Richard Gonzales

Richard Gonzales is NPR's National Desk Correspondent based in San Francisco. Along with covering the daily news of region, Gonzales' reporting has included medical marijuana, gay marriage, drive-by shootings, Jerry Brown, Willie Brown, the U.S. Ninth Circuit, the California State Supreme Court and any other legal, political, or social development occurring in Northern California relevant to the rest of the country.

Gonzales joined NPR in May 1986. He covered the U.S. State Department during the Iran-Contra Affair and the fall of apartheid in South Africa. Four years later, he assumed the post of White House Correspondent and reported on the prelude to the Gulf War and President George W. Bush's unsuccessful re-election bid. Gonzales covered the U.S. Congress for NPR from 1993-94, focusing on NAFTA and immigration and welfare reform.

In September 1995, Gonzales moved to his current position after spending a year as a John S. Knight Fellow Journalism at Stanford University.

In 2009, Gonzales won the Broadcast Journalism Award from the American Academy of Orthopedic Surgeons. He also received the PASS Award in 2004 and 2005 from the National Council on Crime and Delinquency for reports on California's juvenile and adult criminal justice systems.

Prior to NPR, Gonzales was a freelance producer at public television station KQED in San Francisco. From 1979 to 1985, he held positions as a reporter, producer, and later, public affairs director at KPFA, a radio station in Berkeley, CA.

Gonzales graduated from Harvard College with a bachelor's degree in psychology and social relations. He is a co-founder of Familias Unidas, a bi-lingual social services program in his hometown of Richmond, California.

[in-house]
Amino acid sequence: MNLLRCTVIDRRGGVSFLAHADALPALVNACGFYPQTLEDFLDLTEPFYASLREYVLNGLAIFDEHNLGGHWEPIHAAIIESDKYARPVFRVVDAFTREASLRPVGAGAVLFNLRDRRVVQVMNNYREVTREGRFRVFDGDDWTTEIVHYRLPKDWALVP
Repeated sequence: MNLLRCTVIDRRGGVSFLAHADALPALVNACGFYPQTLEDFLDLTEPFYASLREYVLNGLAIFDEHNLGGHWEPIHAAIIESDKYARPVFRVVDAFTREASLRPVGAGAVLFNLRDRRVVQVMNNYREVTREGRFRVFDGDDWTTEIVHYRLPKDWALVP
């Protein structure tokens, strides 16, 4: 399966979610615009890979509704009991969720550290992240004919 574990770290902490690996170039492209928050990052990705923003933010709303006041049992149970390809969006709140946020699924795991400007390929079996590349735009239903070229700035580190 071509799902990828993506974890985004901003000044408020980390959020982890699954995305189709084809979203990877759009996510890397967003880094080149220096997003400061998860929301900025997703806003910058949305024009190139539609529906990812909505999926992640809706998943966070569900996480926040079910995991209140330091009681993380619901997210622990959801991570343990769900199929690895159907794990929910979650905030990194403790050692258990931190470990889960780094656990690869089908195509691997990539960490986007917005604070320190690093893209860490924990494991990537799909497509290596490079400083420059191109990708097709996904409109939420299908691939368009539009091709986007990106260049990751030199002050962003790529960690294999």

New Zealand Prime Minister Jacinda Ardern, in her first speech to her nation's Parliament after last week's terrorist attacks on two mosques in Christchurch, said the gunman should be denied the publicity he was seeking.

"That's why you will never hear me mention his name," said Ardern. "He is a terrorist, he is a criminal, he is an extremist. But he will, when I speak, be nameless."

The alleged shooter had written a 74-page screed promoting his white supremacist views and had livestreamed his attack on the Al Noor mosque in Christchurch.

Updated at 4:37 a.m. ET

Forty-nine people are dead and at least 20 are seriously injured in what New Zealand Prime Minister Jacinda Ardern says "can now only be described as a terrorist attack."

The new president of the Democratic Republic of the Congo, Felix Tshisekedi, signed a decree Wednesday pardoning about 700 political prisoners and fulfilling a promise he made in his inaugural address in January.

Someone in South Carolina claimed the $1.5 billion jackpot from the Mega Millions lottery held in October 2018, ending the mystery of whether anyone would ever come forward to say they had won.

The winner, who has elected to remain anonymous, chose the one-time payment cash option, making their prize worth nearly $878,000,000. It is the largest jackpot payout to a single winner in U. S. history, according to a statement by South Carolina Education Lottery Commission.

Updated at 11:21 p.m. ET

President Trump and North Korean leader Kim Jong Un, at their summit meeting on Thursday in Hanoi, Vietnam, expressed optimism about reaching a deal over nuclear arms.

Asked by a reporter if he is willing to "denuclearize," Kim said, "If I'm not willing to do that, I wouldn't be here right now."

Earlier, Trump had said he's in "no rush," adding "We just want to do the right deal."

Kim, speaking through an interpreter, said, "From what I feel right now, I do have a feeling that good results will come out."

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